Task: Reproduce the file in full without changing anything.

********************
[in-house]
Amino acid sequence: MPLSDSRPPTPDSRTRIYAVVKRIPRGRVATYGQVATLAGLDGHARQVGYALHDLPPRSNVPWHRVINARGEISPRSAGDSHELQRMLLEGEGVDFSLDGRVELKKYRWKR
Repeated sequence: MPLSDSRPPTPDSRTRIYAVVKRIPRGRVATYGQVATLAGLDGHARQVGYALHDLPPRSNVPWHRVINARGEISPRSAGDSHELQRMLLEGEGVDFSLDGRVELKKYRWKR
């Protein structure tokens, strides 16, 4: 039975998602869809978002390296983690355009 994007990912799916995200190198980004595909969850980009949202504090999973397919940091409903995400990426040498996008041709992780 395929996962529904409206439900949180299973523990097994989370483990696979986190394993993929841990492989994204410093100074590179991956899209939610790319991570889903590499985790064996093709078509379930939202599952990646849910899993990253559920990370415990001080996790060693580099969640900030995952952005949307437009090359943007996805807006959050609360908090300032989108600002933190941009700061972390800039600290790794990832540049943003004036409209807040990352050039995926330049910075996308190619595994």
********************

[in-house]
Amino acid sequence: MPLSDSRPPTPDSRTRIYAVVKRIPRGRVATYGQVATLAGLDGHARQVGYALHDLPPRSNVPWHRVINARGEISPRSAGDSHELQRMLLEGEGVDFSLDGRVELKKYRWKR
Repeated sequence: MPLSDSRPPTPDSRTRIYAVVKRIPRGRVATYGQVATLAGLDGHARQVGYALHDLPPRSNVPWHRVINARGEISPRSAGDSHELQRMLLEGEGVDFSLDGRVELKKYRWKR
């Protein structure tokens, strides 16, 4: 039975998602869809978002390296983690355009 994007990912799916995200190198980004595909969850980009949202504090999973397919940091409903995400990426040498996008041709992780 395929996962529904409206439900949180299973523990097994989370483990696979986190394993993929841990492989994204410093100074590179991956899209939610790319991570889903590499985790064996093709078509379930939202599952990646849910899993990253559920990370415990001080996790060693580099969640900030995952952005949307437009090359943007996805807006959050609360908090300032989108600002933190941009700061972390800039600290790794990832540049943003004036409209807040990352050039995926330049910075996308190619595994």